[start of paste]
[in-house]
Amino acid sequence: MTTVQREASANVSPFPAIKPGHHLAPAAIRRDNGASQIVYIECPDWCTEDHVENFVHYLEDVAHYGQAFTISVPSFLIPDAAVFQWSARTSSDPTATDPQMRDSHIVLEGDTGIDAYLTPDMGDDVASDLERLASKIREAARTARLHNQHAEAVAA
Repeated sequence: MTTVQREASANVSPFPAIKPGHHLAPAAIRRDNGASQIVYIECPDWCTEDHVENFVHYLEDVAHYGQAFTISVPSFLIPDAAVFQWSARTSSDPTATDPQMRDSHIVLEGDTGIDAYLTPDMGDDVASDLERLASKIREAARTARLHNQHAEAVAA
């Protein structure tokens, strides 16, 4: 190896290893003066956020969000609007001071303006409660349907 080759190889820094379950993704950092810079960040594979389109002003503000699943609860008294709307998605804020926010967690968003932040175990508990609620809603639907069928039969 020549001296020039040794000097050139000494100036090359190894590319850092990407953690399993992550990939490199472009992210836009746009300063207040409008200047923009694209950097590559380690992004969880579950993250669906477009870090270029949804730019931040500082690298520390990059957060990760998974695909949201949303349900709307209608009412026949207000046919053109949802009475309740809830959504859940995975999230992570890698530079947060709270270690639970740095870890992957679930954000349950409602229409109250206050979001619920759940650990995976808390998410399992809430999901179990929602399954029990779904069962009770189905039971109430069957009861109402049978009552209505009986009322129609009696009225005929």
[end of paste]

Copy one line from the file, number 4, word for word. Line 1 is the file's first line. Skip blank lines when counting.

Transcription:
């Protein structure tokens, strides 16, 4: 190896290893003066956020969000609007001071303006409660349907 080759190889820094379950993704950092810079960040594979389109002003503000699943609860008294709307998605804020926010967690968003932040175990508990609620809603639907069928039969 020549001296020039040794000097050139000494100036090359190894590319850092990407953690399993992550990939490199472009992210836009746009300063207040409008200047923009694209950097590559380690992004969880579950993250669906477009870090270029949804730019931040500082690298520390990059957060990760998974695909949201949303349900709307209608009412026949207000046919053109949802009475309740809830959504859940995975999230992570890698530079947060709270270690639970740095870890992957679930954000349950409602229409109250206050979001619920759940650990995976808390998410399992809430999901179990929602399954029990779904069962009770189905039971109430069957009861109402049978009552209505009986009322129609009696009225005929």